WASHINGTON -- Fifty years after the Presidential Medal of Freedom was established, President Obama presented the nation’s highest civilian award to 16 Americans from fields as diverse as science, politics and sports.
The award, created by President Kennedy to replace the Medal of Freedom established by President Truman in 1945, kicked off a day of memorials to Kennedy, slain by a sniper’s bullet in Dallas 50 years ago on Friday. From the medal ceremony, Obama and former President Clinton, a recipient, and their wives headed to Arlington National Cemetery for a JFK ceremony at the eternal flame that marks the gravesite.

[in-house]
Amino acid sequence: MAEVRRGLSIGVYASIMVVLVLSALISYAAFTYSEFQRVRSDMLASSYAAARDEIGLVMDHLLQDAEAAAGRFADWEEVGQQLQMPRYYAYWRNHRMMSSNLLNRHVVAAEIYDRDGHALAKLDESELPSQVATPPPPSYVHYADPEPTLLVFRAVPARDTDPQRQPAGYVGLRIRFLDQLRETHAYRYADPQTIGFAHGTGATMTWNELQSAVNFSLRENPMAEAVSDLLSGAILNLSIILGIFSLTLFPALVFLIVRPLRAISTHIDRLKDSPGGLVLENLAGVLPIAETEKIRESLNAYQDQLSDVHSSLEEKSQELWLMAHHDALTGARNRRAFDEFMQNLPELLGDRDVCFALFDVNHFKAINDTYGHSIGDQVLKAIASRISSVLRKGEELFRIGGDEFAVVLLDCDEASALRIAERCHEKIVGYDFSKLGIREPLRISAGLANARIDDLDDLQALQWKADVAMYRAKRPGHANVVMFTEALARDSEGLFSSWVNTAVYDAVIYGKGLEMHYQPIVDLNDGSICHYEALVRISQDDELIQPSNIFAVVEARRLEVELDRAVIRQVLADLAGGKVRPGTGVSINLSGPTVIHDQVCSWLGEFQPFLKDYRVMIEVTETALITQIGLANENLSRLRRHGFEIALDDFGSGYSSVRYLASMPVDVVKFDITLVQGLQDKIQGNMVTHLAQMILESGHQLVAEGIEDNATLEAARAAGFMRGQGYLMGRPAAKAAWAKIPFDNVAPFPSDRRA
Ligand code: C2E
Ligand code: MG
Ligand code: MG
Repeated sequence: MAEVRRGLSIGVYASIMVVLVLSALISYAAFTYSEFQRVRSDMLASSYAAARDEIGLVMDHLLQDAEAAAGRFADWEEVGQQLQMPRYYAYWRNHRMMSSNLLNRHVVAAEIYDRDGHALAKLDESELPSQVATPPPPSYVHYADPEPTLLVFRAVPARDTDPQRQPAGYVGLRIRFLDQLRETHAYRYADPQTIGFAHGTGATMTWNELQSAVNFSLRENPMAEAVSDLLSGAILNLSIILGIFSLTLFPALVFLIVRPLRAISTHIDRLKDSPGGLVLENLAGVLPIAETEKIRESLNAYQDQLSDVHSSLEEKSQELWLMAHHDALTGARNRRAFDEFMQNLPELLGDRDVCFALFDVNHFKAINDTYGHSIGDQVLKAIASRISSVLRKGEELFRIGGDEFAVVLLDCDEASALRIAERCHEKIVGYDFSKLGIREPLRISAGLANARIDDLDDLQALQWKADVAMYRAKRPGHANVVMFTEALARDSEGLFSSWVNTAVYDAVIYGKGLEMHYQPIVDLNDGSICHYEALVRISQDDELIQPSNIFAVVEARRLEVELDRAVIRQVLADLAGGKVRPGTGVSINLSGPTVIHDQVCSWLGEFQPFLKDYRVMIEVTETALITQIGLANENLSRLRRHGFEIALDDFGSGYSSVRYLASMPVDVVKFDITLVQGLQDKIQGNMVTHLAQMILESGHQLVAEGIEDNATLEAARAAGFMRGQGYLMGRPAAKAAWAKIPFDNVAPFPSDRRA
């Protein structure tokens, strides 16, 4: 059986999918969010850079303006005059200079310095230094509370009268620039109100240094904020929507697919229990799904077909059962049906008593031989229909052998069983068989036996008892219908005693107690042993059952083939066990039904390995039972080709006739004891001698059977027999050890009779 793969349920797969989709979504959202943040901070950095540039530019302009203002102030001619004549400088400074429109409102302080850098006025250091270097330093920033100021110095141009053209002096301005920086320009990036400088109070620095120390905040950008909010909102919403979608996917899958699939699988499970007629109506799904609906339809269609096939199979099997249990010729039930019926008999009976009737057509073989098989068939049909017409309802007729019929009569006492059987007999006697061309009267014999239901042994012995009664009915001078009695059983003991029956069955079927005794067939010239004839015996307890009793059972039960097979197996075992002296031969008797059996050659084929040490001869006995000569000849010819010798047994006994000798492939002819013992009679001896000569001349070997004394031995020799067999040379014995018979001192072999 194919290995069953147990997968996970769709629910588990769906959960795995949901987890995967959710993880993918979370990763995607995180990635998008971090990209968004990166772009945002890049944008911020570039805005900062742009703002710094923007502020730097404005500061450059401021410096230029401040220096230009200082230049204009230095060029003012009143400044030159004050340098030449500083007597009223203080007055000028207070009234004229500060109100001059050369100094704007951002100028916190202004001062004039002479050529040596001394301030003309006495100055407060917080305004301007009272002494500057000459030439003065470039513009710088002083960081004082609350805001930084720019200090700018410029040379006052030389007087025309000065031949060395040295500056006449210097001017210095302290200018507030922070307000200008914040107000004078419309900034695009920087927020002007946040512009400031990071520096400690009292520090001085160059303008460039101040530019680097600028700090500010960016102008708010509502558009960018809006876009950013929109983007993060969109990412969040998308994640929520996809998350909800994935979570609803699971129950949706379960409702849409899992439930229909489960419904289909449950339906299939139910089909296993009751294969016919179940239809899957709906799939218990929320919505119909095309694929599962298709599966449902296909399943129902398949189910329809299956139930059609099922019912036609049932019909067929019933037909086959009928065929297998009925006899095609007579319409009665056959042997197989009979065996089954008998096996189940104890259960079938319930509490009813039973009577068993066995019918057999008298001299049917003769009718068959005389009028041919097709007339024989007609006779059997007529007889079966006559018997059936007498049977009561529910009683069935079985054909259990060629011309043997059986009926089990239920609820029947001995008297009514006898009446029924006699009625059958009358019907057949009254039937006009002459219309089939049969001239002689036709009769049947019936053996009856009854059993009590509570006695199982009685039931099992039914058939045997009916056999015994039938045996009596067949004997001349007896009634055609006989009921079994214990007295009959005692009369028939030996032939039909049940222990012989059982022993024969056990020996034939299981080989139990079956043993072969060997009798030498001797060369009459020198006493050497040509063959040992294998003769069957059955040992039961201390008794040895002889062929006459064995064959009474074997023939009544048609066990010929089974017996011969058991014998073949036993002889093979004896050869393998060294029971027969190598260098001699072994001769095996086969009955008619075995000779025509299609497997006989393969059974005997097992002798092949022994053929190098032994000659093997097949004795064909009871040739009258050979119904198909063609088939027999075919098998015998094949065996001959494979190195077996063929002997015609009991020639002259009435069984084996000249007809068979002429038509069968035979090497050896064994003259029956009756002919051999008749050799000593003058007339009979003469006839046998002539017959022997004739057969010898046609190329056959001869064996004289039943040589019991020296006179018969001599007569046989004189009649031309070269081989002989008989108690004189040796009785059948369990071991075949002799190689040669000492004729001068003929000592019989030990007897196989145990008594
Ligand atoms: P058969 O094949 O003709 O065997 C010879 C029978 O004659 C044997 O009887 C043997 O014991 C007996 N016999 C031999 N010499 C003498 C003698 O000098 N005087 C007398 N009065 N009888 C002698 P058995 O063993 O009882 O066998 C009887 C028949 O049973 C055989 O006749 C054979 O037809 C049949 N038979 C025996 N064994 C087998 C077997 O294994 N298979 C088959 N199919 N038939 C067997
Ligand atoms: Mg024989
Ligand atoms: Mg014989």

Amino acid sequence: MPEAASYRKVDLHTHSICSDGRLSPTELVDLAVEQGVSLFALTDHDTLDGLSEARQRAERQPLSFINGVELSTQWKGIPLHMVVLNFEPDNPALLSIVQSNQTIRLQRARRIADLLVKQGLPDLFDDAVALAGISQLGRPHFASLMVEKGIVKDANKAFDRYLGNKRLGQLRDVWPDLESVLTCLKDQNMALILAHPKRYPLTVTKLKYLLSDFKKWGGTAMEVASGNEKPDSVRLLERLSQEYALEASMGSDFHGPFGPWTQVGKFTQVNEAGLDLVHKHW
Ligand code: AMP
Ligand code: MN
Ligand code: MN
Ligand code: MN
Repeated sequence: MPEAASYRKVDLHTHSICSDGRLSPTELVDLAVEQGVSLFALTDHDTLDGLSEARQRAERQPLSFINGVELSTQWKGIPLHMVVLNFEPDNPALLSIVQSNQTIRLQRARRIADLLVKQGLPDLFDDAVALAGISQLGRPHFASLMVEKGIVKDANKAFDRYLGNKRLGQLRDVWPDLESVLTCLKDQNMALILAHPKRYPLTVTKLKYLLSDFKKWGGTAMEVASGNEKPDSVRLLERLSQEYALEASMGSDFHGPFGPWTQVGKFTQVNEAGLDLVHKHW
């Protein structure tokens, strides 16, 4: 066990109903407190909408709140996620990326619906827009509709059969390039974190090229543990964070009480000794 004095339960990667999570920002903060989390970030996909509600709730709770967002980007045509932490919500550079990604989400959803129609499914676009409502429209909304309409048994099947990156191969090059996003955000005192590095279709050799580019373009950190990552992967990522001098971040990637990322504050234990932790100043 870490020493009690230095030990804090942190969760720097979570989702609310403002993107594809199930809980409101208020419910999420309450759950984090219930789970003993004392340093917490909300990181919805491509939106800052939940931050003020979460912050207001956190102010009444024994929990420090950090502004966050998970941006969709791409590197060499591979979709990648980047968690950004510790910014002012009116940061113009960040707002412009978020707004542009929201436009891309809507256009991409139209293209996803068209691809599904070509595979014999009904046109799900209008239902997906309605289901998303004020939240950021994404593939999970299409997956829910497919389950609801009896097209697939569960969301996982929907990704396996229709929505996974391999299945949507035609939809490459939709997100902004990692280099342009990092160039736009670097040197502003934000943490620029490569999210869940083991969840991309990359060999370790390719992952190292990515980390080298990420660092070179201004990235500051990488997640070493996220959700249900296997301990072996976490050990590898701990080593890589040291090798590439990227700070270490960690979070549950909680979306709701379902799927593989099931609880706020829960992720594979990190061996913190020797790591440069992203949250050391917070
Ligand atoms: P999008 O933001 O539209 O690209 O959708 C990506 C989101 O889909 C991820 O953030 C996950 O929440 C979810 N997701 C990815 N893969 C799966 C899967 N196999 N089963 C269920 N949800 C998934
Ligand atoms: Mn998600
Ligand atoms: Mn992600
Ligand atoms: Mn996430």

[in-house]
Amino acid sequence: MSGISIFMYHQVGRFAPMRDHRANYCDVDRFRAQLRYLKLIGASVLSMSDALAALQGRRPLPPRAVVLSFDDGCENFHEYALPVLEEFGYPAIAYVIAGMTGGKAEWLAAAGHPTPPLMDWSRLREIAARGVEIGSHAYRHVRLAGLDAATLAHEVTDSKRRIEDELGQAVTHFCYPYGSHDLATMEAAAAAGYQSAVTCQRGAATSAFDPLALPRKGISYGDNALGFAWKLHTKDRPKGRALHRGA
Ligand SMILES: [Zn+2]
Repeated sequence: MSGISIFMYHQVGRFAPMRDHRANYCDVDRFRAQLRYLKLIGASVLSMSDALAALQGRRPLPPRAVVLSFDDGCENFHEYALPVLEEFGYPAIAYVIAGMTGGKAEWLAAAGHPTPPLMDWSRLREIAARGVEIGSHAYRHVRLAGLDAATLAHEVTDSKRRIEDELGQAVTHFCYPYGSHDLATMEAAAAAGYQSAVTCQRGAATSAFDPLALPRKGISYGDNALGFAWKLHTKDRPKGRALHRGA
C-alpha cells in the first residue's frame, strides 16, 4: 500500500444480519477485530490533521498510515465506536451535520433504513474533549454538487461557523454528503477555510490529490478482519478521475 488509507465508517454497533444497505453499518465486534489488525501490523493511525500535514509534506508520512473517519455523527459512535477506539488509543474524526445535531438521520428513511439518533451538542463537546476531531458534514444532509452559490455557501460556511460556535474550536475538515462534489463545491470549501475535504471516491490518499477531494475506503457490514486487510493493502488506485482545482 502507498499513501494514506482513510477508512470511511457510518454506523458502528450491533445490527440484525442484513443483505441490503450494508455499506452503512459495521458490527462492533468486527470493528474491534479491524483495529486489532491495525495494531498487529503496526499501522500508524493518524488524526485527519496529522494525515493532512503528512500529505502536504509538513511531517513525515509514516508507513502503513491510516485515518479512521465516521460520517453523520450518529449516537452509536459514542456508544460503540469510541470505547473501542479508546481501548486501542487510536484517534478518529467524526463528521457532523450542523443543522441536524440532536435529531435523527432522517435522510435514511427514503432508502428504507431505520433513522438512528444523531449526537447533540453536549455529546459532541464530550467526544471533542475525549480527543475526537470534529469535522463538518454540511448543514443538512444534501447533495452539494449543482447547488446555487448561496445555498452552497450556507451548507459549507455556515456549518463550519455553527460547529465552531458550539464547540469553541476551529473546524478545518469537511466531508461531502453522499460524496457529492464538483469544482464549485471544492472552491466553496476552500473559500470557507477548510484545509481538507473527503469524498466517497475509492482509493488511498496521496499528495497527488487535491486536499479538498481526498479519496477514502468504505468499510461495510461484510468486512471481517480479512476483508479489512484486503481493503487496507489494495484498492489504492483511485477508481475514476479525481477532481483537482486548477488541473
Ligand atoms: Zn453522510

“Today, we salute fierce competitors who became true champions,” Obama said at the East Room ceremony.
The group of winners, a remarkable collection of achievement, was, in a way, also a commemoration of Obama’s Chicago ties as well as his debt to the African American civil rights movement.
Two of the winners were noted civil rights leaders, including the late Bayard Rustin who won fame as an organizer for events such as the 1963 march on Washington. He was also openly gay and paid a price in abuse from opponents and from some other black leaders who were allies on racial issues. Cordy Tindell “C.T.” Vivian is the living civil rights leader, minister and author who was also honored.
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